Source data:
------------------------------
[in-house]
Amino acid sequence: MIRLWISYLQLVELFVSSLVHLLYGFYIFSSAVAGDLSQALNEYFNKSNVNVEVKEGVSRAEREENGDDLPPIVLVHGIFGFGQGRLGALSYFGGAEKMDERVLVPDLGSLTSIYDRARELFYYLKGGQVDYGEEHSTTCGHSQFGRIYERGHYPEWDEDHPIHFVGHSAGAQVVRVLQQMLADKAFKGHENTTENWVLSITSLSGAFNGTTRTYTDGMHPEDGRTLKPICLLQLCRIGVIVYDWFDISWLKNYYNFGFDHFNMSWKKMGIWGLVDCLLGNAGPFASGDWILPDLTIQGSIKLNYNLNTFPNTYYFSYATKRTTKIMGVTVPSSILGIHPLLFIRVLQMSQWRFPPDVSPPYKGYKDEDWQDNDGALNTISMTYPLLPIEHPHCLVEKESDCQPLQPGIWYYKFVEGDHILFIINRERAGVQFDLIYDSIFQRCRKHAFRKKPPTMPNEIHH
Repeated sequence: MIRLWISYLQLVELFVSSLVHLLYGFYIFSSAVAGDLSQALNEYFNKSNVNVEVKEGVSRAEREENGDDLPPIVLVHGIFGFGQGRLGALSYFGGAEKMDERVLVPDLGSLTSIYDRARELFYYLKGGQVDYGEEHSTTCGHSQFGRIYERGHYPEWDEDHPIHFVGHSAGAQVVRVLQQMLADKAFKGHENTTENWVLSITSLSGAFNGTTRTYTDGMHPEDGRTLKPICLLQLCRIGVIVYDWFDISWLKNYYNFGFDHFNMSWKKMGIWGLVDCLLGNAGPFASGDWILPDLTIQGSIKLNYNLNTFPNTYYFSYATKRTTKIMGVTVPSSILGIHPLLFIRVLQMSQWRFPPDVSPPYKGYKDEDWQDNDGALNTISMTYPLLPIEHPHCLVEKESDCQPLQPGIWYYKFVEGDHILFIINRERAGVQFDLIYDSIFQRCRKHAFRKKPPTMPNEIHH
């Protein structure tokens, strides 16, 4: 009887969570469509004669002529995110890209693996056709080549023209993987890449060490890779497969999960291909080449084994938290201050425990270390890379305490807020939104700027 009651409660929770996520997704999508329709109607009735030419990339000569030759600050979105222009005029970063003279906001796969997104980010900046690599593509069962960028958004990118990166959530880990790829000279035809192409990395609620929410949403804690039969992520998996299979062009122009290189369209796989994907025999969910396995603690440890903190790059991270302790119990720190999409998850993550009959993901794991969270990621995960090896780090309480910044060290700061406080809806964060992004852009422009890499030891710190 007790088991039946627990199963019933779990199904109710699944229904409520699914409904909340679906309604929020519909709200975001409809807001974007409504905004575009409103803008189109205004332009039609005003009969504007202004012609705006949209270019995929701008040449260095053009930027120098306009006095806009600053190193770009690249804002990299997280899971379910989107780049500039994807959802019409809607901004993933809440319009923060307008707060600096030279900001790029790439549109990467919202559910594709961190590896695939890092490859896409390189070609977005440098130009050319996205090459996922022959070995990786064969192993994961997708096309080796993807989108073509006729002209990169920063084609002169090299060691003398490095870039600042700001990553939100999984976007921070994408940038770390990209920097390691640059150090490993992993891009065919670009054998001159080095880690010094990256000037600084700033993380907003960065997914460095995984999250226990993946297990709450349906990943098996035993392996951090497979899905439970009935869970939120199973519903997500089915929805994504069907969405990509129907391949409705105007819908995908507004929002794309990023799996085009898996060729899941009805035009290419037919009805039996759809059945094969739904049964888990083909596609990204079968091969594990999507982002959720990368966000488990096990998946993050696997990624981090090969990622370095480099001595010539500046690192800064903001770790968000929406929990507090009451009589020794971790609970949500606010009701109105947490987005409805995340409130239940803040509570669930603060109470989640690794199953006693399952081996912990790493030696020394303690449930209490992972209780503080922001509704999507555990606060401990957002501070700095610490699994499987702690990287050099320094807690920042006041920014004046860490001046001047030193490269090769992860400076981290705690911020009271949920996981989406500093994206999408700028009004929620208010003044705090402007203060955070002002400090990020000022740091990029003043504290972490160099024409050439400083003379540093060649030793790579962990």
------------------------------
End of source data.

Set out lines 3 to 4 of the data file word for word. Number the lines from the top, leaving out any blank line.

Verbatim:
Repeated sequence: MIRLWISYLQLVELFVSSLVHLLYGFYIFSSAVAGDLSQALNEYFNKSNVNVEVKEGVSRAEREENGDDLPPIVLVHGIFGFGQGRLGALSYFGGAEKMDERVLVPDLGSLTSIYDRARELFYYLKGGQVDYGEEHSTTCGHSQFGRIYERGHYPEWDEDHPIHFVGHSAGAQVVRVLQQMLADKAFKGHENTTENWVLSITSLSGAFNGTTRTYTDGMHPEDGRTLKPICLLQLCRIGVIVYDWFDISWLKNYYNFGFDHFNMSWKKMGIWGLVDCLLGNAGPFASGDWILPDLTIQGSIKLNYNLNTFPNTYYFSYATKRTTKIMGVTVPSSILGIHPLLFIRVLQMSQWRFPPDVSPPYKGYKDEDWQDNDGALNTISMTYPLLPIEHPHCLVEKESDCQPLQPGIWYYKFVEGDHILFIINRERAGVQFDLIYDSIFQRCRKHAFRKKPPTMPNEIHH
């Protein structure tokens, strides 16, 4: 009887969570469509004669002529995110890209693996056709080549023209993987890449060490890779497969999960291909080449084994938290201050425990270390890379305490807020939104700027 009651409660929770996520997704999508329709109607009735030419990339000569030759600050979105222009005029970063003279906001796969997104980010900046690599593509069962960028958004990118990166959530880990790829000279035809192409990395609620929410949403804690039969992520998996299979062009122009290189369209796989994907025999969910396995603690440890903190790059991270302790119990720190999409998850993550009959993901794991969270990621995960090896780090309480910044060290700061406080809806964060992004852009422009890499030891710190 007790088991039946627990199963019933779990199904109710699944229904409520699914409904909340679906309604929020519909709200975001409809807001974007409504905004575009409103803008189109205004332009039609005003009969504007202004012609705006949209270019995929701008040449260095053009930027120098306009006095806009600053190193770009690249804002990299997280899971379910989107780049500039994807959802019409809607901004993933809440319009923060307008707060600096030279900001790029790439549109990467919202559910594709961190590896695939890092490859896409390189070609977005440098130009050319996205090459996922022959070995990786064969192993994961997708096309080796993807989108073509006729002209990169920063084609002169090299060691003398490095870039600042700001990553939100999984976007921070994408940038770390990209920097390691640059150090490993992993891009065919670009054998001159080095880690010094990256000037600084700033993380907003960065997914460095995984999250226990993946297990709450349906990943098996035993392996951090497979899905439970009935869970939120199973519903997500089915929805994504069907969405990509129907391949409705105007819908995908507004929002794309990023799996085009898996060729899941009805035009290419037919009805039996759809059945094969739904049964888990083909596609990204079968091969594990999507982002959720990368966000488990096990998946993050696997990624981090090969990622370095480099001595010539500046690192800064903001770790968000929406929990507090009451009589020794971790609970949500606010009701109105947490987005409805995340409130239940803040509570669930603060109470989640690794199953006693399952081996912990790493030696020394303690449930209490992972209780503080922001509704999507555990606060401990957002501070700095610490699994499987702690990287050099320094807690920042006041920014004046860490001046001047030193490269090769992860400076981290705690911020009271949920996981989406500093994206999408700028009004929620208010003044705090402007203060955070002002400090990020000022740091990029003043504290972490160099024409050439400083003379540093060649030793790579962990």